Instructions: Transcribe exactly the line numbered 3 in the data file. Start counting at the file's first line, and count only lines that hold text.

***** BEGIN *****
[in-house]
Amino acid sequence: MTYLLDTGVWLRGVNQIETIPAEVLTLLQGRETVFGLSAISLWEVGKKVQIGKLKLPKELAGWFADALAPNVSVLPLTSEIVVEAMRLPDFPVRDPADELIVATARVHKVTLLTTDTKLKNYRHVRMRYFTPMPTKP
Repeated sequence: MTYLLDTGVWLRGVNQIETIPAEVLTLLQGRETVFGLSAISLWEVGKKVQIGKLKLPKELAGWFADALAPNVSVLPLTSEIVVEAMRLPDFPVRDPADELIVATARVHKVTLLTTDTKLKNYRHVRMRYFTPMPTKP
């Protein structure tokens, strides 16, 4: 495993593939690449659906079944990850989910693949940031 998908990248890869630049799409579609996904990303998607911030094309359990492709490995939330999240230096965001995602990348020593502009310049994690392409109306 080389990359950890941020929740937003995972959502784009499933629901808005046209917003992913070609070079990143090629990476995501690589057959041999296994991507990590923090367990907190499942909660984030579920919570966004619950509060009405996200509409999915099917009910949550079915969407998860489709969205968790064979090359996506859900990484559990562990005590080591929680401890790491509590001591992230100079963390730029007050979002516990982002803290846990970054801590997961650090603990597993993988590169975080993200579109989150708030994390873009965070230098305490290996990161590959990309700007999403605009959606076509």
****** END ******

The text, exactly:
Repeated sequence: MTYLLDTGVWLRGVNQIETIPAEVLTLLQGRETVFGLSAISLWEVGKKVQIGKLKLPKELAGWFADALAPNVSVLPLTSEIVVEAMRLPDFPVRDPADELIVATARVHKVTLLTTDTKLKNYRHVRMRYFTPMPTKP